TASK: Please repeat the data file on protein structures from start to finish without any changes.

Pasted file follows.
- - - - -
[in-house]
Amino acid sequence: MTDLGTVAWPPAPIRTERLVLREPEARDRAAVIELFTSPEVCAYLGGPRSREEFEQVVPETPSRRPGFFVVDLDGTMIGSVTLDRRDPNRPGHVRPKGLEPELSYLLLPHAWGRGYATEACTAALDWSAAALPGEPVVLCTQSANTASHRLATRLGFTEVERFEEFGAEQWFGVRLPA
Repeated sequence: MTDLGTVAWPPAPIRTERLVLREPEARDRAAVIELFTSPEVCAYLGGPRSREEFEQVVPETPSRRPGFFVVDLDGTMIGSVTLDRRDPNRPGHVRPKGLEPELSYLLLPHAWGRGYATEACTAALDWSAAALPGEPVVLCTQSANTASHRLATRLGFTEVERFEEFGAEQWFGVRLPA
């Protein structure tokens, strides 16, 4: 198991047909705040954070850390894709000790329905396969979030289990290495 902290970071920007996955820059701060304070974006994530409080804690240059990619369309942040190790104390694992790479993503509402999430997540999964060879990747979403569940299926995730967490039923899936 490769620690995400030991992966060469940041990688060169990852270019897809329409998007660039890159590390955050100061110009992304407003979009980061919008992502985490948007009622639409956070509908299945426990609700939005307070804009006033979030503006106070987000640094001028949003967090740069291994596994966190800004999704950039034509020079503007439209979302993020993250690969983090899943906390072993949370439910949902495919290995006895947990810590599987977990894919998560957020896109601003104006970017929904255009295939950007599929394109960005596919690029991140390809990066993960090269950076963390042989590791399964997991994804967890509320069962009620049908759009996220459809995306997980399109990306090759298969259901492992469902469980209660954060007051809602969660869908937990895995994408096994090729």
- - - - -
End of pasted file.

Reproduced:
[in-house]
Amino acid sequence: MTDLGTVAWPPAPIRTERLVLREPEARDRAAVIELFTSPEVCAYLGGPRSREEFEQVVPETPSRRPGFFVVDLDGTMIGSVTLDRRDPNRPGHVRPKGLEPELSYLLLPHAWGRGYATEACTAALDWSAAALPGEPVVLCTQSANTASHRLATRLGFTEVERFEEFGAEQWFGVRLPA
Repeated sequence: MTDLGTVAWPPAPIRTERLVLREPEARDRAAVIELFTSPEVCAYLGGPRSREEFEQVVPETPSRRPGFFVVDLDGTMIGSVTLDRRDPNRPGHVRPKGLEPELSYLLLPHAWGRGYATEACTAALDWSAAALPGEPVVLCTQSANTASHRLATRLGFTEVERFEEFGAEQWFGVRLPA
């Protein structure tokens, strides 16, 4: 198991047909705040954070850390894709000790329905396969979030289990290495 902290970071920007996955820059701060304070974006994530409080804690240059990619369309942040190790104390694992790479993503509402999430997540999964060879990747979403569940299926995730967490039923899936 490769620690995400030991992966060469940041990688060169990852270019897809329409998007660039890159590390955050100061110009992304407003979009980061919008992502985490948007009622639409956070509908299945426990609700939005307070804009006033979030503006106070987000640094001028949003967090740069291994596994966190800004999704950039034509020079503007439209979302993020993250690969983090899943906390072993949370439910949902495919290995006895947990810590599987977990894919998560957020896109601003104006970017929904255009295939950007599929394109960005596919690029991140390809990066993960090269950076963390042989590791399964997991994804967890509320069962009620049908759009996220459809995306997980399109990306090759298969259901492992469902469980209660954060007051809602969660869908937990895995994408096994090729």